|Type of GHG emission in livestock activities globally||Approximate annual emissions, GtCO2eq/year (figures with (*) include land use and changes category)|
|Extensive systems||Intensive systems||Total||% of Livestock total of (7.1*)|
|Total emissions from Livestock activities||3.2 (5*)||1.4 (2.1*)||≈4.6 (7.1*)|
|% emission by livestock activities||70||30|
Recent changes in the livestock sector impacting grasslands and livestock activities
With the increase in purchasing power of people in emerging countries especially, Brazil, China and India, there has been an increase in the consumption of meat and milk. This trend is expected to continue for the next decade or two (FAO, 2006) and exacerbate the problem of GHGs.
Since the year 1970, worldwide meat production has increased by three folds and milk production has more than doubled to 337 (carcass weight eq.) and 906 million tons, respectively. Since 2000, while an increase in developed countries in meat production (Fig. 2) was modest, 50% of the increase came from China, mostly in the form of poultry and pigs. In milk production, while developed countries are expected to make strides (Fig. 3), 33% of the increase in milk production was achieved by India amounting to the highest production (22%) in the world. These have resulted in: (i) deforestation of the Amazons in Brazil for meat, and (ii) continued degradation of pasture lands in India since both countries practice extensive free grazing. In developed countries, however, the increase in production is achieved through intensification and industrialization. The US-EPA (2014) report on IPCC Land Use, Land-Use Changes and Forestry category for 2012 in the USA, shows a decrease of 0.1 million Km2 (out of a total of 8.03 million Km2 of all land uses) of agricultural and pasture lands. Converted to forestry, this resulted in net carbon sequestration of 2.3 million tons. From 1990 to 2012, about 10 million Km2 areas of crop and grasslands are reported to be converted to mainly forestry and some to settlements. However, satellite image analysis for the USA shows that almost 0.03 million Km2 (77% from pasture lands) was converted to croplands (corn and Soybean) for bio-fuels between 2008-2012. Thus, the biofuel policy has implications for GHG emissions as it is often at the cost of pasture lands in the USA. Even though these crops also sequester carbon, it does so less than the grasslands (potentially 0.5-0.8 verses 1.7 Tons/ha/year C eq) due to much less soil organic matter (SOM) incorporation.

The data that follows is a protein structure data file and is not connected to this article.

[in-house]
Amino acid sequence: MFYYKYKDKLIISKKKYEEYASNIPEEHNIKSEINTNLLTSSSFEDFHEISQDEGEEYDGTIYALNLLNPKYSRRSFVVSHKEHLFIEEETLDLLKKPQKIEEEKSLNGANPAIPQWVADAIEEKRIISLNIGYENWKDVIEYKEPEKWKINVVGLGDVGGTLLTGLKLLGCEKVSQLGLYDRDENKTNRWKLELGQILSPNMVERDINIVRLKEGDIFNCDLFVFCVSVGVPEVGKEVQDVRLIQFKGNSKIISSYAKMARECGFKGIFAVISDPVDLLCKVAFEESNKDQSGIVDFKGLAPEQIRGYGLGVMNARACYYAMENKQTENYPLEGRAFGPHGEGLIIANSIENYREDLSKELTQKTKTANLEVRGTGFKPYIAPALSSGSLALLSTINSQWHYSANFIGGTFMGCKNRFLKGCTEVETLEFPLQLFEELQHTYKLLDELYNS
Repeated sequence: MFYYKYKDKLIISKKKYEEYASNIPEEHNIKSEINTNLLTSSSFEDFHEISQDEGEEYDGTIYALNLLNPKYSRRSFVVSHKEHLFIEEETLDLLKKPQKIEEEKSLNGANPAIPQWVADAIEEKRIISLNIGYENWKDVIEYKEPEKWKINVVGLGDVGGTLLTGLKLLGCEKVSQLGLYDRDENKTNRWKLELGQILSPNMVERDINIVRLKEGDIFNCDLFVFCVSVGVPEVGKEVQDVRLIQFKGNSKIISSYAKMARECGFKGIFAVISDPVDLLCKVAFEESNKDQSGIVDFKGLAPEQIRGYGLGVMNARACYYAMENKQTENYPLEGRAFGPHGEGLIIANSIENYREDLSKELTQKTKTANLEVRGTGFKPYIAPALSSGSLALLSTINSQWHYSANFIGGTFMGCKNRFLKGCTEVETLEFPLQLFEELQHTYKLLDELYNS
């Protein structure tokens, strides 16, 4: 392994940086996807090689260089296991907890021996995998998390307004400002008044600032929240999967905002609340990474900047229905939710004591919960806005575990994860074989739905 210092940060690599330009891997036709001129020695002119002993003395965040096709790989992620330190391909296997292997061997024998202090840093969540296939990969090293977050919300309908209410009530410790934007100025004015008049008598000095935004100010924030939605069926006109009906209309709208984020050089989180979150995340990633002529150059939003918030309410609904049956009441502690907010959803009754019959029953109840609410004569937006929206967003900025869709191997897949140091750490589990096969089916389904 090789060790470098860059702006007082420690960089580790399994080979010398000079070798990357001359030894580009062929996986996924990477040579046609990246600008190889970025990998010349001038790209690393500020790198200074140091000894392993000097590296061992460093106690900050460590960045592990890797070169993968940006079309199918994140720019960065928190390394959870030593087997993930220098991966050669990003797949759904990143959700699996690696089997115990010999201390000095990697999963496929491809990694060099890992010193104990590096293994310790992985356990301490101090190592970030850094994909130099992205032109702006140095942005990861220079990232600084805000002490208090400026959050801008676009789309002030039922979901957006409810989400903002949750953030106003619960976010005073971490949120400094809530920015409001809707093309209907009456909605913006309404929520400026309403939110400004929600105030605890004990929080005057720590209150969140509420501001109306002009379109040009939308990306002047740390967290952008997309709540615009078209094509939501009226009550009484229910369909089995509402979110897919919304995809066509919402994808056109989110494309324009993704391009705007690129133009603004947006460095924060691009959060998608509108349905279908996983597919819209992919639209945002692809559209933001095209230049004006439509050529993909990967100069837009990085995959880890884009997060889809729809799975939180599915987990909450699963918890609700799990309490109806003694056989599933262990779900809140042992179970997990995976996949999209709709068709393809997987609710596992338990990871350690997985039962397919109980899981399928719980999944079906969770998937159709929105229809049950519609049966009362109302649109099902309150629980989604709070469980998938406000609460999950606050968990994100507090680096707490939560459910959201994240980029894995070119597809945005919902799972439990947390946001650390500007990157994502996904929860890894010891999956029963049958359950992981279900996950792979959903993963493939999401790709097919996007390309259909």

Agriculture lands GHG sequestration potential
The land mass acts as a GHG sink. The agricultural areas (including grasslands and wastelands) have the potential to sequester 26-31% (Table 8) of the 80 (+/-6.6) Gt CO2eq net anthropogenic GHG emissions gap/increase (Table 2) including 50% and 60% of global CH4 and N2O, respectively. This is depending on the management practices used to rebuild soil organic matter/carbon (SOM/SOC). There are also some considerations on the potential of the world’s agricultural areas (including grasslands) carbon sink capacity to be almost 50% of the global GHG net emissions. This is by use of recommended technologies/practices to manage them well depending on soils and their management, climate, rehabilitation (and intensification) of pasture and wastelands, livestock feed/manure/fertilizer management etc. Pastures can contribute, on average, up to 30% to the agricultural sector sequestration potential if managed well, including through further intensification. Some experts estimate the GHG sequestration potential of grasslands to be 10-34% (counting on and off-farm) based on their data for European conditions which are well within the range of an average 30% of agricultural lands globally.
Table 8: GHG Sequestration potential of agricultural and grasslands (FAO, 2014)
|Items||GHG Sequestration potential, %|
|Overall Agriculture sector GHG on-farm emissions sequestration potential,||26-31 % of Global GHG|
|Global GHG sequestration average potential of grasslands(all climates)||Average 30% of
Agricultural Sector GHG
||≈10-34% of the Agricultural Sector|
Profitability of Sustainable Land Management (SLM) practices
Overall, in addition to storing soil carbon, SLM practices can be beneficial to farmers because they can increase yields and reduce production costs. Total profits to farmers by the year 2030 are estimated to be US$105 billion for Africa, US$ 274 billion for Latin America, and US$ 1.4 trillion for Asia using a landscape/watershed approach, however, it requires significant upfront investments of the order of US$ 20, 41, 131 billion, respectively (World Bank, 2012) in 2012 value.
*Retired International Senior Natural Resources/Watershed Management and Operations Officer of the FAO-UN on global postings across continents.